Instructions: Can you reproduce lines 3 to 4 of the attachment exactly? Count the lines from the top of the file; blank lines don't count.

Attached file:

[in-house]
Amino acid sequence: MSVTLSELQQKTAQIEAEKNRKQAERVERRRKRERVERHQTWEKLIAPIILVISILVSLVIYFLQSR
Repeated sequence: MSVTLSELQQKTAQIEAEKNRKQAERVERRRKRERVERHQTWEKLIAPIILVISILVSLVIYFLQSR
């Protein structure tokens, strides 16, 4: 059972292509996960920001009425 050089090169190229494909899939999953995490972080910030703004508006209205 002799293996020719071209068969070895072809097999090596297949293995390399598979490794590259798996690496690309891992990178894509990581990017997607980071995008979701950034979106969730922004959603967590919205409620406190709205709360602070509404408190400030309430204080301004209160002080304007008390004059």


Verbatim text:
Repeated sequence: MSVTLSELQQKTAQIEAEKNRKQAERVERRRKRERVERHQTWEKLIAPIILVISILVSLVIYFLQSR
């Protein structure tokens, strides 16, 4: 059972292509996960920001009425 050089090169190229494909899939999953995490972080910030703004508006209205 002799293996020719071209068969070895072809097999090596297949293995390399598979490794590259798996690496690309891992990178894509990581990017997607980071995008979701950034979106969730922004959603967590919205409620406190709205709360602070509404408190400030309430204080301004209160002080304007008390004059």